Returning When you Never Left

In Return by Sumaya Nur

The human body is so much more than a vessel; it is an intricate, delicate and complex system committed to self-preservation. This complex system is composed of cells, the building blocks of all living things that carry out vital functions from producing energy to transporting nutrients. Our cells are able to congregate and produce tissues which in turn form organs and our organ systems. An issue that can arise on a cellular level is that the cells in your body can mutate. Mutations are any changes to DNA and can be caused by a variety of factors. Luckily our bodies have mechanisms in place to ensure these mutated cells do not continue to divide.

Unfortunately, there are times where these mutated cells bypass these checkpoints and continue to divide at exponential rates; these fast-growing and evolving cells are associated with a prevalent illness known as cancer. When our bodies are infected with cancer cells, we are forced to fight. For some, it is the fight of their life. While we seek treatment and pray to be victorious, our body is also fighting with the sole goal of returning to its natural state. This concept of evolution and recovery in the face of adversity is something we can see throughout different life forms, experiences, and in my relationship with my culture. My relationship with my culture can be compared to a healthy body being infected with cancer cells. As with most illnesses, through help and support, this relationship has returned to its original state and continues to thrive.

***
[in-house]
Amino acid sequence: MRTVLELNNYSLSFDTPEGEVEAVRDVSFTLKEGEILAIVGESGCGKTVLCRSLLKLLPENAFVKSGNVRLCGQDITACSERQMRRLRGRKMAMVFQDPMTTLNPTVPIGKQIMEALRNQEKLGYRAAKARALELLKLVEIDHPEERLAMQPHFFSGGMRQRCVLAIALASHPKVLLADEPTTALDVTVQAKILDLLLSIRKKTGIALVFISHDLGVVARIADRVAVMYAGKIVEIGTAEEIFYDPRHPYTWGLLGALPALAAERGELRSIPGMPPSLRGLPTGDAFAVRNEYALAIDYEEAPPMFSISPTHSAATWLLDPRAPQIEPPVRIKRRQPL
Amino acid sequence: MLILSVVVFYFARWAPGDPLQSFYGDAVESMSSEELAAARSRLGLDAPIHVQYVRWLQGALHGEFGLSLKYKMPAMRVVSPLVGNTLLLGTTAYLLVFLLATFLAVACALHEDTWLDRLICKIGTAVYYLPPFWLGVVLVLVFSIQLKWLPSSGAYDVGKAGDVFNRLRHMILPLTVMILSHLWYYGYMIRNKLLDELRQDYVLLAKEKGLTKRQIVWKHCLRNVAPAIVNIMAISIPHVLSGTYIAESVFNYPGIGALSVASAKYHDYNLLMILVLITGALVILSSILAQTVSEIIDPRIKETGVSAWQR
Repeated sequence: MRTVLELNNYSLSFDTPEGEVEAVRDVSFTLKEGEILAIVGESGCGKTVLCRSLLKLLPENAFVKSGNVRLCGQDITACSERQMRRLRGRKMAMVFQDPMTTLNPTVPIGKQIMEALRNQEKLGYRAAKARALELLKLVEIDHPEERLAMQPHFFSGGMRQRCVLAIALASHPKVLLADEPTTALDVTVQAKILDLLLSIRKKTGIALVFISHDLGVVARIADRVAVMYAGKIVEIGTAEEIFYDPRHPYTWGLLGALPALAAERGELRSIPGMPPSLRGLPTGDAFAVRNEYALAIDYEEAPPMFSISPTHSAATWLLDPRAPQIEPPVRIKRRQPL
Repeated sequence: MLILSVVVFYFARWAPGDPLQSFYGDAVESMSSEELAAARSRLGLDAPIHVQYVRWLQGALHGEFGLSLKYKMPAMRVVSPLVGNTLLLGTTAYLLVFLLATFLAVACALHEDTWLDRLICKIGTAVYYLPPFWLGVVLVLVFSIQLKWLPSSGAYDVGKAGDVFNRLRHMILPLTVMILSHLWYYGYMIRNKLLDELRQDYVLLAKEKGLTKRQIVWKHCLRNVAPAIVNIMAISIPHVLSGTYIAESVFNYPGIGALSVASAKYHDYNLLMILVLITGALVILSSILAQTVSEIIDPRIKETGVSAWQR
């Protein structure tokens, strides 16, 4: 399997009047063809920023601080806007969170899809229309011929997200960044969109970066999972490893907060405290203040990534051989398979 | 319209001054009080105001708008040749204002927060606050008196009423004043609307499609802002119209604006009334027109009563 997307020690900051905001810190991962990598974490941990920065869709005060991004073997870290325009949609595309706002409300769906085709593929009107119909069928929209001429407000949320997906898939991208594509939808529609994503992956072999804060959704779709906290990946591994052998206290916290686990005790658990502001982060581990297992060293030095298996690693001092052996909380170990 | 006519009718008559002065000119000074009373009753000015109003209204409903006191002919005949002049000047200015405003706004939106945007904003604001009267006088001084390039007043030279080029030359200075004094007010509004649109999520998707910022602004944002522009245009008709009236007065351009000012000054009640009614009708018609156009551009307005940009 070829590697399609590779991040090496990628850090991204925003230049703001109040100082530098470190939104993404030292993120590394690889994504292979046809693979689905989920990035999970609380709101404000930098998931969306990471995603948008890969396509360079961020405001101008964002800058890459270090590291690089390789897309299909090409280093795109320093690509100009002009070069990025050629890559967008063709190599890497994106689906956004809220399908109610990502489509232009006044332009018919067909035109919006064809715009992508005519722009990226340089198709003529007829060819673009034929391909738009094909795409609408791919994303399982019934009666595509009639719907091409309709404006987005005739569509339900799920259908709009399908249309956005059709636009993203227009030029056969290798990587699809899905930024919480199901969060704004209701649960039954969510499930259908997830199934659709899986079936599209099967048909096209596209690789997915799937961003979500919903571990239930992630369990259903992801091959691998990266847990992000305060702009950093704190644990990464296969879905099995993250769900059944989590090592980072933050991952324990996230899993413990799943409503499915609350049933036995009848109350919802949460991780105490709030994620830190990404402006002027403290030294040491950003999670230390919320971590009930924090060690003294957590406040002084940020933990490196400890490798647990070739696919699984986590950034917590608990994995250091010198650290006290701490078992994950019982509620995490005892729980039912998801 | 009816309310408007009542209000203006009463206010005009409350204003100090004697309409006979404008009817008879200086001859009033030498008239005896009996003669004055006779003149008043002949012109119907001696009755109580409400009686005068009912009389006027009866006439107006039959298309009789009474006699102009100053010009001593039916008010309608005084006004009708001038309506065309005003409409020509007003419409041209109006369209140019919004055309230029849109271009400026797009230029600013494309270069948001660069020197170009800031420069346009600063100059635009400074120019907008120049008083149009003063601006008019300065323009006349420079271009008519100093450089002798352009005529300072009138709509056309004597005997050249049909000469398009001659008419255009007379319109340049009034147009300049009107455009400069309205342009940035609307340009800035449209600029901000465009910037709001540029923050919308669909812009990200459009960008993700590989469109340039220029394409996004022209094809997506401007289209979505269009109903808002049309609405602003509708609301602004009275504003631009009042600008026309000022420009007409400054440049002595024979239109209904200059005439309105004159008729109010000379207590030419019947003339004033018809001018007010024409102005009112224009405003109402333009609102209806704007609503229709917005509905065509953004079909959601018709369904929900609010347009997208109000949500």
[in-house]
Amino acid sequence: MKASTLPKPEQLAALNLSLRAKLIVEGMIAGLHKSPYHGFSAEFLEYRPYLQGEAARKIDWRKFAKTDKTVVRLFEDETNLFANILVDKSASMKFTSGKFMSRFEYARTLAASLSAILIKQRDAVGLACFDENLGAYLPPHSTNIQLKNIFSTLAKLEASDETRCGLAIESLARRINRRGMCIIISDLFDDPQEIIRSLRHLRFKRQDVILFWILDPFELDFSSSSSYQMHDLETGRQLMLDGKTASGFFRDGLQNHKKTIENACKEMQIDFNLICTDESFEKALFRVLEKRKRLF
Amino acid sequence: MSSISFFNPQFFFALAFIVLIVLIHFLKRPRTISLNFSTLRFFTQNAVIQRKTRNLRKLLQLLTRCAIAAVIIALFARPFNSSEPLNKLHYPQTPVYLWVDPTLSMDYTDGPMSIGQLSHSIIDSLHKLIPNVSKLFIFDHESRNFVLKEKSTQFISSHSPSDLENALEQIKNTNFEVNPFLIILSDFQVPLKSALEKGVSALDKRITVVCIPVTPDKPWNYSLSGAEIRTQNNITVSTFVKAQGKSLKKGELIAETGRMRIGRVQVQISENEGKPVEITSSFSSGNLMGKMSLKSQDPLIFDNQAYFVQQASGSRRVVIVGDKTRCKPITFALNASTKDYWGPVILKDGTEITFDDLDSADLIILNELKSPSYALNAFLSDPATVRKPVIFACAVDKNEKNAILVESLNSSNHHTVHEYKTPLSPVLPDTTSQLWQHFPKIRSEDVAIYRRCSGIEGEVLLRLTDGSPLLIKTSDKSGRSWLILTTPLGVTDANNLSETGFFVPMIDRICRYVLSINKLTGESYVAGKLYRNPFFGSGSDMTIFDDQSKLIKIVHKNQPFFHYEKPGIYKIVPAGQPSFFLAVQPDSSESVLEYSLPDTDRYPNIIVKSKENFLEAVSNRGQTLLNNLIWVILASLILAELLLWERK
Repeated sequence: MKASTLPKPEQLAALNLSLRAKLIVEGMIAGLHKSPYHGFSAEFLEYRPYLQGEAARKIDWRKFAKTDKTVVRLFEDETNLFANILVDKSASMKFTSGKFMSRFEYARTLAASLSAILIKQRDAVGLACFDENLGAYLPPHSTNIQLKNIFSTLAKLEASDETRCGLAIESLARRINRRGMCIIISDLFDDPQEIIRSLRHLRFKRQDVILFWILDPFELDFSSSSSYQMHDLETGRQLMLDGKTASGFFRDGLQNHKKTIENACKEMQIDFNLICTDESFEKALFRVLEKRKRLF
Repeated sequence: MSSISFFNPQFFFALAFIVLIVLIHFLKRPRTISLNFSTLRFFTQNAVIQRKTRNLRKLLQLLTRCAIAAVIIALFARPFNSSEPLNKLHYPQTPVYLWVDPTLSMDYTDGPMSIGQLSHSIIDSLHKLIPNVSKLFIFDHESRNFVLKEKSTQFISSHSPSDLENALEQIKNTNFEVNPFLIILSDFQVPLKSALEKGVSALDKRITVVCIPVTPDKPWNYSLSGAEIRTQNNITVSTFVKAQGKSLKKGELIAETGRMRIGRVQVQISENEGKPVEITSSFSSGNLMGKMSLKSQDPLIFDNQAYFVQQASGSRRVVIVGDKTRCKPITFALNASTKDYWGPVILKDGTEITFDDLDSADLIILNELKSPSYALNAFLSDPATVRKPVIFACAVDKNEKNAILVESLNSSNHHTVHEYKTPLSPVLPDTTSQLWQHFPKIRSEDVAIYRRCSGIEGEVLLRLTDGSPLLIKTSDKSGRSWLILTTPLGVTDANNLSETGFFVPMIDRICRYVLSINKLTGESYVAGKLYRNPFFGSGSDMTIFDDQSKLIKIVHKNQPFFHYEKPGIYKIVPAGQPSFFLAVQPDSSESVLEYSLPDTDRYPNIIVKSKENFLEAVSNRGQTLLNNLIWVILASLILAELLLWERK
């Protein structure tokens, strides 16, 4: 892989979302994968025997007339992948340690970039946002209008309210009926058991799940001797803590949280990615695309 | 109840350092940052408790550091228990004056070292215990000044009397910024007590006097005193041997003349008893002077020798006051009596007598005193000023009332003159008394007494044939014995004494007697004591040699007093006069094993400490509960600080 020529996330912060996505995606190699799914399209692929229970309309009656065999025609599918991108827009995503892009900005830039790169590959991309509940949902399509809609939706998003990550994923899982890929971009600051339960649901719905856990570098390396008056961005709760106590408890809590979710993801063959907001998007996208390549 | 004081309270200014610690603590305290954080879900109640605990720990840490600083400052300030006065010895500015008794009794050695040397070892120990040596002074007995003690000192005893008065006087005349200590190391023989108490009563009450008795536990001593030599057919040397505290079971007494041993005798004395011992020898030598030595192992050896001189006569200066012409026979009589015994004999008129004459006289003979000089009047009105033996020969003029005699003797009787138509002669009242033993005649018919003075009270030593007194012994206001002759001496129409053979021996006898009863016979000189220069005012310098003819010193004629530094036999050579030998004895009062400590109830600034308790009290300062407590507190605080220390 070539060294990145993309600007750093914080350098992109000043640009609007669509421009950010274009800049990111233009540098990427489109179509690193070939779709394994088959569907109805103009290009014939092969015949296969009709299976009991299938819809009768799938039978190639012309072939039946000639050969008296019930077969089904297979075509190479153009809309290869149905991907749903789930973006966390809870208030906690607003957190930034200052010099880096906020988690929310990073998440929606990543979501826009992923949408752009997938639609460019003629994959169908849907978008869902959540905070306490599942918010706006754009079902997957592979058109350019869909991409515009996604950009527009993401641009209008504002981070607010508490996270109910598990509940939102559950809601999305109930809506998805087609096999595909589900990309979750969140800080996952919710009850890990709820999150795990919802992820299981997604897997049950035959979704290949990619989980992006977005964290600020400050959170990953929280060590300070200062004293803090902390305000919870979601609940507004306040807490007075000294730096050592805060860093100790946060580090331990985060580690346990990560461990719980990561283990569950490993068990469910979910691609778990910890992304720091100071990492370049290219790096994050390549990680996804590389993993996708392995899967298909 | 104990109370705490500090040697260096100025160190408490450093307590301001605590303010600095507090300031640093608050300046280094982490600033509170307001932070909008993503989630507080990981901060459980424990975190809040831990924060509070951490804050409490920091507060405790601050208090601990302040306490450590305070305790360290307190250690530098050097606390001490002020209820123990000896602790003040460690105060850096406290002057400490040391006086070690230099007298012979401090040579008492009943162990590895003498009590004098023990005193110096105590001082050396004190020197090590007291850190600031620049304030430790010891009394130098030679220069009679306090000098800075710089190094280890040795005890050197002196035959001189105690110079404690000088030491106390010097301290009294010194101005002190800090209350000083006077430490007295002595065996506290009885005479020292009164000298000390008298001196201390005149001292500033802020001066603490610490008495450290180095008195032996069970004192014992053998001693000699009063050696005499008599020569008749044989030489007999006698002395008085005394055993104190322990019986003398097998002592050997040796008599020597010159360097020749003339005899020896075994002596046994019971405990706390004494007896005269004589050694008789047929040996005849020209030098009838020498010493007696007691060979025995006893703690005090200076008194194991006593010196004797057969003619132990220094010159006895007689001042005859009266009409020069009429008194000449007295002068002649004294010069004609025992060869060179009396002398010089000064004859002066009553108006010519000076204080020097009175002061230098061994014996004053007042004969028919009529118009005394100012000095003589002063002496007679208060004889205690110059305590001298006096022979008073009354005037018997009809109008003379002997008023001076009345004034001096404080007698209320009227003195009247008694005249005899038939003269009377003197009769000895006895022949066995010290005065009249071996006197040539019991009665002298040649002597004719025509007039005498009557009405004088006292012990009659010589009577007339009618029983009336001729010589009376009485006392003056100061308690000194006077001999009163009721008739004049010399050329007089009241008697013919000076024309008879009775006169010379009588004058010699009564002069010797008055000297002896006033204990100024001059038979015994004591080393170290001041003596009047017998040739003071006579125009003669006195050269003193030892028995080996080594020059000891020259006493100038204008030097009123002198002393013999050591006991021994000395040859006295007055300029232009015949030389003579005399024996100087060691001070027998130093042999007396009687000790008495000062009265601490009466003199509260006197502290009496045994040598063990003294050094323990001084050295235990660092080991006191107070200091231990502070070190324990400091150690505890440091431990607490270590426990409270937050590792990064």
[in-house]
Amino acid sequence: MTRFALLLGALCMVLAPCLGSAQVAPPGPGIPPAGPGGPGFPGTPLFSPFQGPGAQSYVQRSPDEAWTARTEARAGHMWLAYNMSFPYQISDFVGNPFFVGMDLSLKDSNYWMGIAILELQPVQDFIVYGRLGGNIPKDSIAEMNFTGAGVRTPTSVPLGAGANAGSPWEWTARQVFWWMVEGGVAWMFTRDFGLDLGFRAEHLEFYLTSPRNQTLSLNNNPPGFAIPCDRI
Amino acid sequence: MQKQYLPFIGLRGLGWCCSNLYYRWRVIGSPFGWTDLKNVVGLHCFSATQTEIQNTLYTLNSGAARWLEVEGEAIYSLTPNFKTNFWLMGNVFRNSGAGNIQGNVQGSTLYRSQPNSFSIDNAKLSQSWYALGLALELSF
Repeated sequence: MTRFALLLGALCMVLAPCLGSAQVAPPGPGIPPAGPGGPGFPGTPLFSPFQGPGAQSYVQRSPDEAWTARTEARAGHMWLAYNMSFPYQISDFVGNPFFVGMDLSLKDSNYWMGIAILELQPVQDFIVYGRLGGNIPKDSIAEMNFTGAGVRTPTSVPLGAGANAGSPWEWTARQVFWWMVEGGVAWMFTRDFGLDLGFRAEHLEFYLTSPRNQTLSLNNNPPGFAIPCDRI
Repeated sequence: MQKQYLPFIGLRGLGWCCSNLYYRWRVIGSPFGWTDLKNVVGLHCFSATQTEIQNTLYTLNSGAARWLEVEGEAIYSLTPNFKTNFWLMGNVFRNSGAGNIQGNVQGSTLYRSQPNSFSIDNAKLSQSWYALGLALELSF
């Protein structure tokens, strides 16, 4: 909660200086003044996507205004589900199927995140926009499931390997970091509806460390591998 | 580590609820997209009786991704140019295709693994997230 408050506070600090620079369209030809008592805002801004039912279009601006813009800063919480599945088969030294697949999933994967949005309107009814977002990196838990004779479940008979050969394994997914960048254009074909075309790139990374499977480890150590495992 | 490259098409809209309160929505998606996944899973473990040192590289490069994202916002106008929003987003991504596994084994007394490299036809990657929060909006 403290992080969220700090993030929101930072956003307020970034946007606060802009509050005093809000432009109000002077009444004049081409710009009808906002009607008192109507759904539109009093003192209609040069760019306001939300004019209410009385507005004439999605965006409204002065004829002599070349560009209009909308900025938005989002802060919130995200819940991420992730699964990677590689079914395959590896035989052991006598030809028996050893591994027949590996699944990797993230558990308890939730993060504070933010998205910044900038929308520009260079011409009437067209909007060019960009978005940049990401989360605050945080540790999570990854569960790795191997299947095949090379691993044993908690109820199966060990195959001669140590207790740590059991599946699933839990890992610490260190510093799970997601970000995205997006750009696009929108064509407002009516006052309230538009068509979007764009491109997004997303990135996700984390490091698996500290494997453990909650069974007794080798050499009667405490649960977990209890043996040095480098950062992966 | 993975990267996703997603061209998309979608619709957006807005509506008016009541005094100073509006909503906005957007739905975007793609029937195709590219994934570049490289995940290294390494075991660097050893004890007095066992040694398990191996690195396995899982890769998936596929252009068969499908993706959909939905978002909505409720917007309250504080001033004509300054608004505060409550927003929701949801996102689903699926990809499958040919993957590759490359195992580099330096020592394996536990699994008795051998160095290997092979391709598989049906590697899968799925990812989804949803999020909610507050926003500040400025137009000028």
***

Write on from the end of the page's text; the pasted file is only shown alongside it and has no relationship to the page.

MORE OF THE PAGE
Around 30 years ago, my parents sacrificed practically everything to come to this country. My mother is the eldest of four brothers and left her native country of Kenya when she was 18 years old after marrying my Somali father. After giving birth to two children in London, England, they settled in Canada for good. Both of them left their families, knew no one, and came to this foreign country. My mother has yet to go back.

When I think back to how I viewed my culture, only one word comes to mind: shame. I was ashamed of my upbringing. I was ashamed of my parents. I was ashamed of what made me Somali, from my looks to the scent of my clothes. Growing up in a diverse city like Toronto, you would expect the schools to emulate this diversity, but that was not the case for any of the schools my parents enrolled me in.

Before entering the school system, I was prideful of my ethnicity. If someone were to ask me where I was from, I would happily say “Somalia.” The cultural cleansing I experienced in the Canadian school system changed me for the decade to come.

Many of the moments of shame were a product of assimilation or my lack of assimilating. I would beg my family to only give me certain foods for lunch, buy me clothes from stores that didn’t cater to my body type, and only speak English when they visited the school. It was as if my cover would be blown. My mission was to conceal my ethnic roots and the shame that followed close by. However, I could only assimilate and “fit in” so much. I was a Black Somali hijabi and stuck out like a sore thumb.

The shame I felt was so deep that I would give myself a nickname for others to call me to disconnect from my ethnicity and religion. When I look back to this period of my life, I feel regret and humiliation, not for my culture but my past self. In my effort to fit in and disconnect from my genetics, I also disconnected from my spirit.